After the Silents: The Walking Dead (1936)

Boris Karloff is, of course, best known for his monstrous roles in films like Frankenstein and The Mummy. While his big break came in the talkies, Karloff was quite active in silent films as well. The Walking Dead came along after Karloff had found fame playing assorted creepy characters. While not his most famous film, it contains one of his best performances.

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The Bells (1926) A Silent Movie Review

Lionel Barrymore is Mathias, a kindly Alsatian innkeeper who is being crushed by debt. Unable to deny his friends loans or his loving daughter small luxuries, Mathias is on the edge of destitution. When a rich man stops briefly at the inn (with a fortune in gold on his person), Mathias drunkenly robs and murders him. All his problems are solved. Except for that little thing called a conscience…
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It takes more muscles to frown… The Bells Animated GIF

You know when you are going along minding your own business, thinking of cake or butterflies or something, and someone tells you this: It takes more muscles to frown than to smile. This annoys me. I’m sorry but I don’t like my emotions and facial expressions dictated by strangers. And, secondly, I was not frowning. Just thinking about cake or butterflies or something.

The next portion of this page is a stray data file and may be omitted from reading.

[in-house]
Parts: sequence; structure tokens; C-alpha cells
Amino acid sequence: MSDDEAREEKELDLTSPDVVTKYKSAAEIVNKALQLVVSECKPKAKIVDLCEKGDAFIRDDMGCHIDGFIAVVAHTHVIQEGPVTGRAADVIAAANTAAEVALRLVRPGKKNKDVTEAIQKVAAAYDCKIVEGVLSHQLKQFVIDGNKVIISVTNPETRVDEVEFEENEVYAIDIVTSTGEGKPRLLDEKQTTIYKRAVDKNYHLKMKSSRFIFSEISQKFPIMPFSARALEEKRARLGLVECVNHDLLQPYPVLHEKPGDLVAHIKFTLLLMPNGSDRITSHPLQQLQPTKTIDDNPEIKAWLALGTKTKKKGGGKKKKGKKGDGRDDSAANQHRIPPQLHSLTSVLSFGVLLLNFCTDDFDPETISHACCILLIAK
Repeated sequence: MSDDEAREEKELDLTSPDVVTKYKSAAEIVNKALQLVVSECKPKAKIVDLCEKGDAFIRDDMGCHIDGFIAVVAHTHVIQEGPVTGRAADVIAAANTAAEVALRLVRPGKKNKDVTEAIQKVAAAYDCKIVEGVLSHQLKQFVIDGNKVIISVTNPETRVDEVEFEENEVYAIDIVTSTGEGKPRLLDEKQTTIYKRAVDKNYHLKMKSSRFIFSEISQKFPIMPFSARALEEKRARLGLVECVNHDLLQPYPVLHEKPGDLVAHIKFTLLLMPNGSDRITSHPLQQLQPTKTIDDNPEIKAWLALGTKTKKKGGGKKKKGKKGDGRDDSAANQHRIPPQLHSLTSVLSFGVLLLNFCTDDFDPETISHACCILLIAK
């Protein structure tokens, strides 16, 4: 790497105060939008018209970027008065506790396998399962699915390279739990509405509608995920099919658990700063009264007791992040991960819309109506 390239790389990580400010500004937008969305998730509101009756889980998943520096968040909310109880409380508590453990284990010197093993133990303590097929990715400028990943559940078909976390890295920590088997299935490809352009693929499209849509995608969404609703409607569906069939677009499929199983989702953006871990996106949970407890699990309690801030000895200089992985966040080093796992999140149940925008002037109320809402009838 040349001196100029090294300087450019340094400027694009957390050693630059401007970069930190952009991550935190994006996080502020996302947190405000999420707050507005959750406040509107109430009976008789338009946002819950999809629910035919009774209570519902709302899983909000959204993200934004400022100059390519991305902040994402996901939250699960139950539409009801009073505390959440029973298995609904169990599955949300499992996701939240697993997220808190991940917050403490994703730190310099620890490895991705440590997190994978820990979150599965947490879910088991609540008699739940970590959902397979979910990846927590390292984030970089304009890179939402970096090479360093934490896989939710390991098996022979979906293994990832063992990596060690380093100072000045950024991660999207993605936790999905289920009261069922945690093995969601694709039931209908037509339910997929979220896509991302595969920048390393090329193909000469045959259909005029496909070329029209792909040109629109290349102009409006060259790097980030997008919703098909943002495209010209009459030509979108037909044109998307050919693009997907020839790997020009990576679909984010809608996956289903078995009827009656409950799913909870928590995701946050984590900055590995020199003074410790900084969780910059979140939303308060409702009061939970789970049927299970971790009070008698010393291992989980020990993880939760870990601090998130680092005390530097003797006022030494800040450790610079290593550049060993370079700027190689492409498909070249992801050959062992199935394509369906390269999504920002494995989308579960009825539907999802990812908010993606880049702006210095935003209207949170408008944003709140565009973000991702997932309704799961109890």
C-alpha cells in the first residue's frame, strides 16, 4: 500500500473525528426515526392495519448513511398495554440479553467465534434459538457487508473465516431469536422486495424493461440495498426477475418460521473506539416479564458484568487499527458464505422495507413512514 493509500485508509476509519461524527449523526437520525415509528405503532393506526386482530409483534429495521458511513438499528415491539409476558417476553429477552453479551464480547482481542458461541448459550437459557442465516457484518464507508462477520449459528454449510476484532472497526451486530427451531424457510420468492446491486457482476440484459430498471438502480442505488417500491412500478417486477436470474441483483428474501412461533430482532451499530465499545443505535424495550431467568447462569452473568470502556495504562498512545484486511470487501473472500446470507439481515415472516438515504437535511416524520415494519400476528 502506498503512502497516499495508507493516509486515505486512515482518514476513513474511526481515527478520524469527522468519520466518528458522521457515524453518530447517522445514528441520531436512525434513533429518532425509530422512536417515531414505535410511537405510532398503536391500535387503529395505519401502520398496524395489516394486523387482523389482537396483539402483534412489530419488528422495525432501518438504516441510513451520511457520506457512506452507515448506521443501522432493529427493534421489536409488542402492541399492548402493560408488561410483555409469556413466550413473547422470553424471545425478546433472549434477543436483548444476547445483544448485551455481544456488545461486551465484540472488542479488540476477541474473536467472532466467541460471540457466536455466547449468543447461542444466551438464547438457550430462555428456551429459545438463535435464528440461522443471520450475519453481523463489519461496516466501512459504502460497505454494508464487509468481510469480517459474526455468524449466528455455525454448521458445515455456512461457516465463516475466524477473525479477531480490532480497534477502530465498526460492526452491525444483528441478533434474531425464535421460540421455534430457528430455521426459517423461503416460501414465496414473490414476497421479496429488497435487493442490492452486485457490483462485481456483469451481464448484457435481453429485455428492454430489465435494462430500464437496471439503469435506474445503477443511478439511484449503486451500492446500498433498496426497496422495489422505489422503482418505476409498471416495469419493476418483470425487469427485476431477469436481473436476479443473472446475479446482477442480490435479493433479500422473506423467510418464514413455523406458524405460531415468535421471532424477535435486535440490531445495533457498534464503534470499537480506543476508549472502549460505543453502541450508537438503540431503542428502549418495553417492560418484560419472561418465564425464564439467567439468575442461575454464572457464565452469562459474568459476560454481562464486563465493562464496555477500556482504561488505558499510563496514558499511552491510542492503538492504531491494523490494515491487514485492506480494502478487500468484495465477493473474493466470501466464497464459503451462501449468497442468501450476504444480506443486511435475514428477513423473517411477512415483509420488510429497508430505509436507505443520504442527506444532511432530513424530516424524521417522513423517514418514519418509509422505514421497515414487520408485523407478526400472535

I think I will adopt Boris Karloff’s approach. This is from The Bells, in which he plays a combination mesmerist-private detective. Small part but marvelously creepy.

Read my review here.

Availability: Released on DVD.

Two Arabian Knights (1927) A Silent Film Review

Buddy comedies do not come better. During the Great War, two squabbling soldiers are captured by the Germans. They escape, rescuing an Arabian princess in the process. Cute film with a strong cast and a lively pace. One of the early silents produced by Howard Hughes.

Home Media Availability: This film has never been released on DVD or made available via streaming.

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